Terrorist attack on Kakhovka was in Ukrainian plans since last year
Contradicting the latest narrative, Kiev’s officials have previously revealed their intention to destroy the dam.
Lucas Leiroz, journalist, researcher at the Center for Geostrategic Studies, geopolitical consultant.
On the morning of 6 June, Novaya Kakhovka’s authorities reported a rupture in the local hydroelectric plant, resulting in the flooding of large areas on the banks of the Dnieper River (Kherson oblast). The accident would have been caused by a Ukrainian attack using multiple launch missile systems, possibly supplied by the West. However, the mainstream media and the Ukrainian government insist on baselessly accusing Russia of having committed the crime.
The Ukrainian bombing took place around two o’clock in the morning. Half of the spans of the dam was destroyed, causing the water level to rise considerably in a short time. At least fourteen settlements close to the region, home to more than 22,000 people, are at high risk of total flooding. The authorities have already started evacuating the local population, having emptied around 300 buildings, but there are still dozens of people at risk in the flooded areas.
One of the biggest fears regarding the destruction of the dam is the safety of the Zaporozhye Nuclear Power Plant (ZNPP). The facility is also located on the banks of the Dnieper River and uses local water to cool its reactors – an essential procedure for nuclear security. With the change in water flow caused by the attack on the dam, ZNPP could run out of water to carry out the procedure.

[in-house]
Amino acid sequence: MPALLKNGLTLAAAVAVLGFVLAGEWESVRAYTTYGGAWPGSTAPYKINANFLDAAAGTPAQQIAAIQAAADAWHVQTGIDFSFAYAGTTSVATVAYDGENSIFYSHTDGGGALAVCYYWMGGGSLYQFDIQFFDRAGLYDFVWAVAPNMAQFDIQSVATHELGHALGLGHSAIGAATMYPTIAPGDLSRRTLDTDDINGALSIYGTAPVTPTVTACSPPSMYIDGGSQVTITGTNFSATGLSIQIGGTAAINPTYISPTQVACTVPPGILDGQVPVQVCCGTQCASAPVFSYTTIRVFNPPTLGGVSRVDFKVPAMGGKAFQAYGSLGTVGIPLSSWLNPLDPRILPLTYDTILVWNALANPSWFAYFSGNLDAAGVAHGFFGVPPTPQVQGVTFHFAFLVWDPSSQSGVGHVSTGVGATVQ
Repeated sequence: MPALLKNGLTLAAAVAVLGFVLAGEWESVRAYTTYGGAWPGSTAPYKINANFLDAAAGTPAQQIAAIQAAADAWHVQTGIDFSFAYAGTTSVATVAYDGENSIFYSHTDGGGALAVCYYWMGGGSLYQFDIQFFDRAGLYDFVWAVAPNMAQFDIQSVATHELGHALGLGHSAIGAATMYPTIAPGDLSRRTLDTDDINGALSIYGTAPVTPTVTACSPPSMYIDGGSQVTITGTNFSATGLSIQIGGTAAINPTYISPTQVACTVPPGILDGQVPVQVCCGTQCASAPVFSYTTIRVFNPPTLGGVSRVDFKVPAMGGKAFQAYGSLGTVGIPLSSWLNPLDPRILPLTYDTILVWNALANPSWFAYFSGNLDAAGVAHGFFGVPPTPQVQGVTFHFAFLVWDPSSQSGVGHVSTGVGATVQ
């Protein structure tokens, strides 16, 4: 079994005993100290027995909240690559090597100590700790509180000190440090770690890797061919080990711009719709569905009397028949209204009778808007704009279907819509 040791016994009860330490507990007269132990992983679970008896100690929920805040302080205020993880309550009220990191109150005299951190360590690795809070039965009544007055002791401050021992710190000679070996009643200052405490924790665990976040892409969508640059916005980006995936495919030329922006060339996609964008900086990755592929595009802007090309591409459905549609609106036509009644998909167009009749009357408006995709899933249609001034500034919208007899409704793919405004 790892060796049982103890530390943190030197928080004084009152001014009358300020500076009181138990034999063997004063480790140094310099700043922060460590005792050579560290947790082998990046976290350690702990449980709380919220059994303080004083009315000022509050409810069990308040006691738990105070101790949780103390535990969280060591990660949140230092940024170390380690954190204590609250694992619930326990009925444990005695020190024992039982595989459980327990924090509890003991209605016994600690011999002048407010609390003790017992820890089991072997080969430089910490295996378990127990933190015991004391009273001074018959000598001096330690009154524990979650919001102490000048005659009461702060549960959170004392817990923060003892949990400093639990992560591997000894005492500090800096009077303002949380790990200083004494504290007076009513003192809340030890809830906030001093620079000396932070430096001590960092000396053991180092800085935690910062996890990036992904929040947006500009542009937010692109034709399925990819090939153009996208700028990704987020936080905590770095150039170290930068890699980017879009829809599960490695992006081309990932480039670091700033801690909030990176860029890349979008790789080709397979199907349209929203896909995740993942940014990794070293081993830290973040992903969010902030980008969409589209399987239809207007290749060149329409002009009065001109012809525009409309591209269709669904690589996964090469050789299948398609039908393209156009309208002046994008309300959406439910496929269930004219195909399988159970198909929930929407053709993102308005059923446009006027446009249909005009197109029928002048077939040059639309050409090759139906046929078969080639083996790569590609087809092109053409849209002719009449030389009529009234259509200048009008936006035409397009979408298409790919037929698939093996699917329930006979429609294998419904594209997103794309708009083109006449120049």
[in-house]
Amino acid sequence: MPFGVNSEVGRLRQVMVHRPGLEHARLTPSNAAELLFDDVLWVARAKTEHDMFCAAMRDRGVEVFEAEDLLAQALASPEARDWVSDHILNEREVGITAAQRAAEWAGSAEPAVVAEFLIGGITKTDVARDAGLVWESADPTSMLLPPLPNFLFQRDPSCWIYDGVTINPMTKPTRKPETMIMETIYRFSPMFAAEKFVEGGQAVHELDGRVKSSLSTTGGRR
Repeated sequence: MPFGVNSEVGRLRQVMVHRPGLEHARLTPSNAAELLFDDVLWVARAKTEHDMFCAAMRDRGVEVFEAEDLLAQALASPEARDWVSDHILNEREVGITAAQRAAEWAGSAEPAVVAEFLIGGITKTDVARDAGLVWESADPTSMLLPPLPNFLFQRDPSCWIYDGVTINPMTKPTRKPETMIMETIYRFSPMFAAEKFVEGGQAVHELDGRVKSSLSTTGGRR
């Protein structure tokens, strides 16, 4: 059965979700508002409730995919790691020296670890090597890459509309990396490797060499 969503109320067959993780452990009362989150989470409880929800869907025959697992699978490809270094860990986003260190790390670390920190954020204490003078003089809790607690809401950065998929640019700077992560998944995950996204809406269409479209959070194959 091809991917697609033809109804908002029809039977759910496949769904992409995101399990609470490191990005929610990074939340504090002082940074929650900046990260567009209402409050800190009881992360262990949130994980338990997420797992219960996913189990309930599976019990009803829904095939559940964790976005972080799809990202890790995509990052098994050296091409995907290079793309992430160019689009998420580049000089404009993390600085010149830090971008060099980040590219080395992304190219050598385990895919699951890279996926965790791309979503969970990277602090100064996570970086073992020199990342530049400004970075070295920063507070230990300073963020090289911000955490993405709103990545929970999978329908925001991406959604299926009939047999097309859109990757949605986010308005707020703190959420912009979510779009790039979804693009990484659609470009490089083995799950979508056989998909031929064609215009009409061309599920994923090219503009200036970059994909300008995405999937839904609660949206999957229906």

In this sense, Rafael Grossi, head of the UN’s International Atomic Energy Agency (IAEA), stated that there has already been a “significant reduction in the level of the reservoir used to supply cooling water”. However, he makes it clear that there are alternative sources of water for the plant, so there is for now “no immediate nuclear safety risk at [the] plant.” Grossi also said the IAEA is closely monitoring the situation.
Another alarm concerns the supply of water to the Crimean oblast. The attack on the dam does not cause flooding in Crimea, but it may lead to a decrease in the water level in the Northern Crimean Canal, which is an important source of water for the region. However, for now the reservoirs remain filled to about 80% of their total capacity, so there is enough water to supply Crimea while Russian authorities try to find an alternative to avoid shortages in the future.
In fact, the circumstances of the attack are enough evidence to make it clear which side was responsible. Ukraine has maintained a constant terrorist tactic, focusing its strikes on civilian and demilitarized areas, with the sole objective of destabilizing regions outside the combat zone. Attacks against critical infrastructure are legitimate in a combat situation, but as long as the targets have military relevance, which is not the case in Kakhovka, whichmakes the Ukrainian move criminal.